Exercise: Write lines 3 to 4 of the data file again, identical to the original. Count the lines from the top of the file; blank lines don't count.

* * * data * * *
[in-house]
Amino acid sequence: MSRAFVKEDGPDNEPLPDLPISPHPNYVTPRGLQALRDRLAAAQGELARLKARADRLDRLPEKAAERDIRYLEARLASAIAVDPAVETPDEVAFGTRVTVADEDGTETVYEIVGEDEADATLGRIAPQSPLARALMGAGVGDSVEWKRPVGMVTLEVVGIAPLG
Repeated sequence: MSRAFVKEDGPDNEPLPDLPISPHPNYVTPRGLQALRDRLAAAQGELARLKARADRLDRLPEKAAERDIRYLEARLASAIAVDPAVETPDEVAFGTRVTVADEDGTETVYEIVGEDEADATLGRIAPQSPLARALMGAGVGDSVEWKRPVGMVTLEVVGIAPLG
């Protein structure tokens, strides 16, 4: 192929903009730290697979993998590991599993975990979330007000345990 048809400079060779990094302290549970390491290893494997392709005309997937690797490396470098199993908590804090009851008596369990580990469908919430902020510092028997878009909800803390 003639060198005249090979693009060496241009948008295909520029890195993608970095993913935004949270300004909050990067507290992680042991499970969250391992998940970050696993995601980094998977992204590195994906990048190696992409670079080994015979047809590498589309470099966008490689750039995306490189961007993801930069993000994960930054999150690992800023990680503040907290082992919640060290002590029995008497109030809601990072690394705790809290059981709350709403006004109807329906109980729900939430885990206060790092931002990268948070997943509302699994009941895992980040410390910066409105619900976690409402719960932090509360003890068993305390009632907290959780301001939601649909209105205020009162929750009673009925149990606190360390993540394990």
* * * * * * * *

Repeated sequence: MSRAFVKEDGPDNEPLPDLPISPHPNYVTPRGLQALRDRLAAAQGELARLKARADRLDRLPEKAAERDIRYLEARLASAIAVDPAVETPDEVAFGTRVTVADEDGTETVYEIVGEDEADATLGRIAPQSPLARALMGAGVGDSVEWKRPVGMVTLEVVGIAPLG
């Protein structure tokens, strides 16, 4: 192929903009730290697979993998590991599993975990979330007000345990 048809400079060779990094302290549970390491290893494997392709005309997937690797490396470098199993908590804090009851008596369990580990469908919430902020510092028997878009909800803390 003639060198005249090979693009060496241009948008295909520029890195993608970095993913935004949270300004909050990067507290992680042991499970969250391992998940970050696993995601980094998977992204590195994906990048190696992409670079080994015979047809590498589309470099966008490689750039995306490189961007993801930069993000994960930054999150690992800023990680503040907290082992919640060290002590029995008497109030809601990072690394705790809290059981709350709403006004109807329906109980729900939430885990206060790092931002990268948070997943509302699994009941895992980040410390910066409105619900976690409402719960932090509360003890068993305390009632907290959780301001939601649909209105205020009162929750009673009925149990606190360390993540394990």